Leroy exclaims, loudly, “What can I do?” Jennifer tells him, “ Train and retrain your employees so they will u n d e r s t a n d t h e i m p o r t a n c e o f offering additional products to paying customers each time they close a sale. This is for the drive thru as well as for the cashiers t a k i n g o r d e r s f r o m d i n e - i n c u s t o m e r s . G e t r i d o f r e p e a t offenders who don’t seem to care a b o u t t h e p o l i c y . T h e b i g g e s t problem is your entire staff lacks a machine-like precision in taking o rd e r s t h i s w ay. Yo u l a c k a scientific management approach in c r e a t i n g i n c e n t i v e s t h a t w o u l d assure your employees adhere to the Lonely Burgers up-sale policy, even when you are not in the restaurant, every time they complete an order t h e y s h o u l d b e u p - s e l l i n g . O t h e r w i s e , e mp l o ye e s t a k i n g orders are allowing customers to l e a v e t h e r e s t a u r a n t w i t h y o u r profits still in their pockets.” W i t h i n s i x m o n t h s , L o n e l y Burgers’ annual sales were projected to be on par with the national aver a g e o f $ 1. 5 m i l l i o n . T h e conversation between Leroy and J e n n i f e r s h o w s t h a t s c i e n t i f i c management was a very important solution for one aspect of the job L o n e l y B u r g e r e m p l o y e e s d o . Shown in Figure 1 is what can occur when employees’ attempt to up-sale each time, using a scientific m a n a g e m e n t a p p r o a c h : b e i n g machine-like in following a ver y simple sales policy lead to greater profits. However, when employees were unsystematic there were fewer profits and less prosperity for all.

8

Bags of money were literally being lost. The Lonely Burger employees did not understand the level of profits linked to their behaviors until they were taught to value these principles.

Concluding Remarks Even though Taylor’s views are somewhat dated, there is evidence t h a t t e a c h i n g e m p l o y e e s t o b e machine-like in some aspects of t h e i r j o b s i s a s s o c i a t e d w i t h i m p r o v e d p r o f i t s . T h i s i s t h e r e a s o n r e m n a n t s o f s c i e n t i f i c management endure. Scientific management was a radically new i d e a i n t h e e a r l y 19 0 0 s . E ve n t h o u g h s h i f t s i n m a n a g e m e n t p e r s p e c t i v e s m a d e “ m a n a s m a c h i n e ” s o m e w h a t o b s o l e t e , present-day employees still need to adhere to a few of the principles of scientific management in their daily operations. When Leroy’s employees’ began taking orders with a machine-like dedication to following the up-sales policy sales dramatically improved. L e r o y u s e d a p o r t i o n o f t h e a d d i t i o n a l p r o f i t s ( s h a r i n g t h e surplus) to devise special incentives for employees’ adhering to the up- s a l e s p o l i c y w i t h m a c h i n e - l i k e p r e c i s i o n . F u r t h e r m o r e , t h e s e incentives lead to more prosperity for the employer and employees. These basic elements of scientific m a n a g e m e n t h a v e p r o v i d e d solutions to business problems for 100 years and will likely endure for another 100 years, or more.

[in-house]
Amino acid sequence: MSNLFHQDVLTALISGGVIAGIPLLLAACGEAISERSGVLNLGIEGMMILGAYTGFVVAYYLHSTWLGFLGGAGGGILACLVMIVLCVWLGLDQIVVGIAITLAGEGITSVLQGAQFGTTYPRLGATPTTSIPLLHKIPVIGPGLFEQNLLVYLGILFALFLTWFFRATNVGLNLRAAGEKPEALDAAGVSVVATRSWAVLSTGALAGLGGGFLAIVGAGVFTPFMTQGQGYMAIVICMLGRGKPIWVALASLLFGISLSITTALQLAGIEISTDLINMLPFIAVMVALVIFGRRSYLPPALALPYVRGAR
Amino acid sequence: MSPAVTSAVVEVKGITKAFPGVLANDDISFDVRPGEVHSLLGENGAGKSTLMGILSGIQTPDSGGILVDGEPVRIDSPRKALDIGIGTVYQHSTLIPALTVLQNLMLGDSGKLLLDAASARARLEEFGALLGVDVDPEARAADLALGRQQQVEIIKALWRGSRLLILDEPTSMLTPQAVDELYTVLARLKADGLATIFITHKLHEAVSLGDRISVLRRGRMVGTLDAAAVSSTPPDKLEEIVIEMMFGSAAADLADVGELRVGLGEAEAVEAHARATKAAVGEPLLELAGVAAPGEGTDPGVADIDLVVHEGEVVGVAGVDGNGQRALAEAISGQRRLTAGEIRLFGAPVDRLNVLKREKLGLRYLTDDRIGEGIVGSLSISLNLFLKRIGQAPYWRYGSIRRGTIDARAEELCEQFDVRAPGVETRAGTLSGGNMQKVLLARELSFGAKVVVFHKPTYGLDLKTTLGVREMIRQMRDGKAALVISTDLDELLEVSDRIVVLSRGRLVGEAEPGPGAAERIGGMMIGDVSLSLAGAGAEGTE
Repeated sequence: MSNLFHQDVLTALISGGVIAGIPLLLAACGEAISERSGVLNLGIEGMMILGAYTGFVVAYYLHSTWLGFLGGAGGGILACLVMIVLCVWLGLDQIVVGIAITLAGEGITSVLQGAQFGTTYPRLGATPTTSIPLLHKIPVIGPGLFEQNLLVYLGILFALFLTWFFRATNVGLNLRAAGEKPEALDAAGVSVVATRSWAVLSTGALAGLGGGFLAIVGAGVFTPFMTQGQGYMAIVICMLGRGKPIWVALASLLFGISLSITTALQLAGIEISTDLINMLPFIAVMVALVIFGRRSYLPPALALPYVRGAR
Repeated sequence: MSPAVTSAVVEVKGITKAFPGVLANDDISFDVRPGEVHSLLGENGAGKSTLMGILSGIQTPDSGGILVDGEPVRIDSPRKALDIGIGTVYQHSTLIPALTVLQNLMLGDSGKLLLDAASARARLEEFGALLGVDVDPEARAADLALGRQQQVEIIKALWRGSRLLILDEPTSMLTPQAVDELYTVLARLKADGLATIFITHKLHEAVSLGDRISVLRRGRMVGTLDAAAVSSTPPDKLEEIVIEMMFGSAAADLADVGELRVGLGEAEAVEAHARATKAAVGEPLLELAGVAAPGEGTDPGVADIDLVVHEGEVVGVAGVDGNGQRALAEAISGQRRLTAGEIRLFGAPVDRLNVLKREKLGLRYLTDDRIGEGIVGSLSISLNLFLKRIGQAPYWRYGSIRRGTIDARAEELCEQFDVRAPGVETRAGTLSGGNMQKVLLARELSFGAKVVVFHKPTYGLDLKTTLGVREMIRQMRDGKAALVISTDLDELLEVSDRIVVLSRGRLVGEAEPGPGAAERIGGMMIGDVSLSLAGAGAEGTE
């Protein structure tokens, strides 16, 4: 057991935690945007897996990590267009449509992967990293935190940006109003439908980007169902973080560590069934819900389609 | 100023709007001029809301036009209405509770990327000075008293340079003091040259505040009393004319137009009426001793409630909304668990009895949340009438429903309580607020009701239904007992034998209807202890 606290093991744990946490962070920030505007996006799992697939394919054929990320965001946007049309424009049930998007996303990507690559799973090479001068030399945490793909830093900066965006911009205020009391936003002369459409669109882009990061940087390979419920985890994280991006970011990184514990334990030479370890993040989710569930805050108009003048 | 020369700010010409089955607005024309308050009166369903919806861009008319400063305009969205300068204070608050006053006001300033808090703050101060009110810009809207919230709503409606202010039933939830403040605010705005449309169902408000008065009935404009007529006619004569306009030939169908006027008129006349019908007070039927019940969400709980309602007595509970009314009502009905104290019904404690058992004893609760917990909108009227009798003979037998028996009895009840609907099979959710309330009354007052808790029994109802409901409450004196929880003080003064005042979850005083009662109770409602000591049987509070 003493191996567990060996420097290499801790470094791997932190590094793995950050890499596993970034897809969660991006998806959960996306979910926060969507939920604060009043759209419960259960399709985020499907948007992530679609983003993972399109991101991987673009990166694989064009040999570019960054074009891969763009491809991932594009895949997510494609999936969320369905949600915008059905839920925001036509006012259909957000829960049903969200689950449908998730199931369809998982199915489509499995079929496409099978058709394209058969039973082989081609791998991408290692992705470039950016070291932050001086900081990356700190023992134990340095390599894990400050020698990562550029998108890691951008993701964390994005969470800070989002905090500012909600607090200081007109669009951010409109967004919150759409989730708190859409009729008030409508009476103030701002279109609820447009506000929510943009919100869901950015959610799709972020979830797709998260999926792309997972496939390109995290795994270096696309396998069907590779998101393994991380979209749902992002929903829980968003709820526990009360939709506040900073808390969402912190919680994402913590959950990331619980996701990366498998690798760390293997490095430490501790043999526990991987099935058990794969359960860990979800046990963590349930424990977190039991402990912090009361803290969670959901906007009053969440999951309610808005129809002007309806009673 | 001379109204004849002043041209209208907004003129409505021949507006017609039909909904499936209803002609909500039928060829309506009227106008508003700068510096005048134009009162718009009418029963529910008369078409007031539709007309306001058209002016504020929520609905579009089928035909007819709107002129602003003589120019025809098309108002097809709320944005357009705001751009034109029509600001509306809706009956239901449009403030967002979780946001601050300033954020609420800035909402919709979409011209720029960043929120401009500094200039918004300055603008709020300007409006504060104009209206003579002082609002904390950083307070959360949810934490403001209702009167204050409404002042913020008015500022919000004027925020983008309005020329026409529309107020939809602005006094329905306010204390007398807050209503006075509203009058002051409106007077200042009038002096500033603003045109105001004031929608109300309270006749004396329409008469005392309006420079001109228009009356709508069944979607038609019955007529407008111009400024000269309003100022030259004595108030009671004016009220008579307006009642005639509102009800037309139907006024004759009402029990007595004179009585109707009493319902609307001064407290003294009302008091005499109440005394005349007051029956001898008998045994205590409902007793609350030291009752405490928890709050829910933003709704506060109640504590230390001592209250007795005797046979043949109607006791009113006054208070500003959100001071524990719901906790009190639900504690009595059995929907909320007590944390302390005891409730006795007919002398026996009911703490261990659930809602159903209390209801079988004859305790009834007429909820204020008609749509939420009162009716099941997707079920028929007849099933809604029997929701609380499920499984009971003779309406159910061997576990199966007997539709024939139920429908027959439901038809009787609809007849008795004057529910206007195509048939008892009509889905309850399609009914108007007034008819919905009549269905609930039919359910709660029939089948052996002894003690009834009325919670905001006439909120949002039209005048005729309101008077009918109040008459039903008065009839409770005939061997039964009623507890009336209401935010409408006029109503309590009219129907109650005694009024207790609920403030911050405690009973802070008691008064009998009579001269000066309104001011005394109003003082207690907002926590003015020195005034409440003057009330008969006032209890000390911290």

R e g i n a l d L . B e l l i s a t e n u r e d associate professor in the college of business at Prairie View A&M University. Bell received his Ph.D. in Business Education from the U n i v e r s i t y o f M i s s o u r i a t Columbia. He is an active member of the Association for Business Communication, and serves on its Publications Board. Bell has more than four dozen articles published in peer reviewed journals. His r e s e a r c h h a s a p p e a r e d i n t h e B u s i n e s s C o m m u n i c a t i o n Quarterly, Journal of Business and Leadership: Research, Practice and Te a c h i n g , J o u r n a l o f C o l l e g e Teaching and Learning, Academy o f E d u c a t i o n a l L e a d e r s h i p Journal, Academy of Marketing S t u d i e s J o u r n a l , S u p e r v i s i o n Magazine, Southwestern Business Administration Journal, and the J o u r n a l o f L e a d e r s h i p , Accountability, and Ethics. Bell, along with Jeanette S. Martin, is c o a u t h o r o f “ M a n a g e r i a l Communication,” a graduate level t e x t b o o k b y Pe a r s o n H i g h e r Education, with an “in stock” date scheduled for January, 2013.

SV

Copyright of Supervision is the property of National Research Bureau and its content may not be copied or emailed to multiple sites or posted to a listserv without the copyright holder's express written permission. However, users may print, download, or email articles for individual use.